The Good Samaritan did something the priest and Levite were unwilling to do. He went way out of his way, expending time, effort, and money to aid the wounded traveler. He was willing to be seriously inconvenienced (Luke 10:25-37).

The father of the Prodigal didn’t wait for his son to come to him—he ran to meet him! He threw a big party in his joy over his son’s return. The elder brother was anything but happy about his father’s giving his younger brother such a lavish homecoming (Luke 15:11-32).

The master of the servant who owed him millions of dollars cancelled the entire debt. He didn’t have to do this—he chose to. The forgiven servant, however, was not willing to pass on the grace he had received. He insisted that a fellow servant pay him what he owed, turning a deaf ear to his pleas for mercy, which echoed his own pitiful pleading when he himself had begged his master to be patient with him (Matthew 18:21-35).

Marked contrasts

The priest and Levite, the elder brother, and the unforgiving servant are cold and cruelly uncaring. In contrast, the Good Samaritan, the welcoming father, and the merciful master show warmth, love, and grace.

Admirable attitude

One word all three parables have in common is compassion (Matthew 18:27; Luke 10:33; 15:20). Compassion is what moved the master to forgive his servant, the Samaritan to stop and help, and the father to run out to meet his returning son.

Is it any wonder that this same word compassion is used numerous times of our Lord (Matthew 9:36; 14:14; 15:32; 20:34; Mark 1:41; Luke 7:13)?

Can others see by our actions a reflection of His compassionate heart?

pushing wheelchair-tagged

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Where Repentance Begins

Thinking at its best

“And when he came to himself . . .” (Luke 15:17). The Prodigal Son was now tasting the bitter fruit of his foolishness. Having hit bottom, he made up his mind to go home.

Honest self-examination is one of the hardest but one of the best things we can do. Since repentance involves a change of mind, thinking is critical.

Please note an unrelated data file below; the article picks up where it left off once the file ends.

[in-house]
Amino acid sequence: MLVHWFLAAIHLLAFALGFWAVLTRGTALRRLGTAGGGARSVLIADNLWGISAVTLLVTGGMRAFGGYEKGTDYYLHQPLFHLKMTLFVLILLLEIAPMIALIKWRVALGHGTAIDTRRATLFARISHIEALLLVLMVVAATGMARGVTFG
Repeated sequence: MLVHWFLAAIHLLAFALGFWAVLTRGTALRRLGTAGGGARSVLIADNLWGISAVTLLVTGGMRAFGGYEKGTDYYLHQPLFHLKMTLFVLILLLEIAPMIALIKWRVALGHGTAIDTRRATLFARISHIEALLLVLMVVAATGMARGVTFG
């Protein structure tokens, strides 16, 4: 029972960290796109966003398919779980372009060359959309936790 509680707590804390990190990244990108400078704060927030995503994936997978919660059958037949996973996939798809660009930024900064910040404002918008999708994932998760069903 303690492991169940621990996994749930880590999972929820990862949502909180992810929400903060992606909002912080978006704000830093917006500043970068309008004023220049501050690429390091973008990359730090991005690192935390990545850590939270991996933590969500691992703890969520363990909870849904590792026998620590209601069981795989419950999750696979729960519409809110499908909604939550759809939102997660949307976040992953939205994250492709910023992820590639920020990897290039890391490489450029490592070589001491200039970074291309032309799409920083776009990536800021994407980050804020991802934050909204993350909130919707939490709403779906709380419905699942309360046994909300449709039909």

We must make time to think.

Thoughtless living

To be saved we must repent (Acts 17:30-31). But how can we repent if we don’t think?

Satan knows that. If we let him distract us with entertainment, pleasure, or busy-ness, when will we ever get around to reflecting on our sins?

Have we, like the Prodigal, come to ourselves?

Like him, our story can have a happy ending.

Something to think about, isn’t it?

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God’s Choices and Our Choices

The son’s choices: bad and good

Both father and son made two choices (Luke 15:11-32).

The son decided to leave home. His father gave him the inheritance he demanded—and watched him go.

But when the son lost everything, he turned his feet toward home.

The Father’s gracious choice

The father chose to give his penitent son a huge welcome–robe, ring, shoes, party—the whole shebang.


God lavishes His grace on us not because we deserve it—we don’t—but because He loves us.

The son’s choice to leave was met with the father’s choice to let him go. The son’s choice to return was met with the father’s choice to welcome him with a big celebration.

Our choices determine God’s choices. He lets us go if we leave. But when we come home….